Afghanistan’s justice system is currently at a crucial and troubled stage of development that will determine its effectiveness. This article focuses on the phenomenon of corruption inside judicial institutions. By integrating the analysis of narratives of corruption with the observation of judicial practice and a critical approach to the reconstruction process, I argue that in Afghanistan, the phenomenon of corruption can be understood in terms of its “double institutionalisation”, whereby mechanisms of exchange and of compensation, both already affirmed at the level of social practice, find a possibility of reaffirmation (of re-institutionalisation) in the legal system itself. The creation of an economic system that depends on international aid, the consolidation of a state apparatus over-determined by warlordism and foreign influences, and the process of legal modernisation itself all play an important role in the re-institutionalisation and radicalisation of corruption. By taking into consideration this scenario, I adopt an ethnographic perspective to explore some of the effects of corruption on the work of judges and on the access to justice itself.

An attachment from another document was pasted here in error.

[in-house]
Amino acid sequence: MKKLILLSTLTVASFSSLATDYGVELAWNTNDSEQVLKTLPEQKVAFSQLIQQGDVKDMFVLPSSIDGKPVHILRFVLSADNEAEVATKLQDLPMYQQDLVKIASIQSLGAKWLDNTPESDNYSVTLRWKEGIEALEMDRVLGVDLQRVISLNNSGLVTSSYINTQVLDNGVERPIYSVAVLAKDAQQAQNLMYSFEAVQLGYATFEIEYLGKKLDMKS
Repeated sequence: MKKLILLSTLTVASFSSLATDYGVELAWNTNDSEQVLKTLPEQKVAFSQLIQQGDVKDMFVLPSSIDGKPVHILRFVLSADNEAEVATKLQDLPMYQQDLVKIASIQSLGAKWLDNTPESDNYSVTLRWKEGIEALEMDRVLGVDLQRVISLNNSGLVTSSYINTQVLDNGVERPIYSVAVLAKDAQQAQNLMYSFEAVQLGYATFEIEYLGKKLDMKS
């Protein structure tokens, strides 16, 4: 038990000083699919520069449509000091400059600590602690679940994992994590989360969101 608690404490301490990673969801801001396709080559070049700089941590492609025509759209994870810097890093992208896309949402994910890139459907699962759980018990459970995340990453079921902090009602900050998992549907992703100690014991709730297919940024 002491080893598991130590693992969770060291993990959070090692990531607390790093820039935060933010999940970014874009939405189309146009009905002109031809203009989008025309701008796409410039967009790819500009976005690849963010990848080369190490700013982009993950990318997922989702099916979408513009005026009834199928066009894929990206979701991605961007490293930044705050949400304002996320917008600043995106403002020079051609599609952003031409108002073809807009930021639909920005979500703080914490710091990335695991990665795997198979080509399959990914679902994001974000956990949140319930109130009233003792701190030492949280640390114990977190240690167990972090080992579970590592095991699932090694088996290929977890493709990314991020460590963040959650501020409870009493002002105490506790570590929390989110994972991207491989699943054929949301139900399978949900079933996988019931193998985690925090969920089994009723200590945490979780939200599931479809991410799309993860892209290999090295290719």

Sumich, J. (2018). The Middle Class in Mozambique: The State and the Politics of Transformation in Southern Africa (the International African Library). Cambridge: Cambridge University Press, 190 pages. ISBN: 9781108472883
Divine Intervention: Invoking God in Peace Agreements
Robert Forster; Christine Bell
Wiley Blackwell Companion to Religion and Peace
BENEDICTE BULL: Latin-Amerika i dag. Nye interesser og gamle bånd til USA, Kina, Russland, Midtøsten og Europa
Dag og Tid, 1 april 2022
Book review: John-Andrew McNeish (2021) Sovereign Forces: Everyday Challenges to Environmental Governance in Latin America. Berghahn Books.
David Aled Williams
Public Anthropologist (Blog)
Modifiable cardiovascular disease risk factors among adults in southern Ethiopia: a community-based cross-sectional study
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From spaces of containment to spaces of conversion
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Enforcing Ecocide: Power, Policing & Planetary Militarization
Humanitarian diplomacy as moral history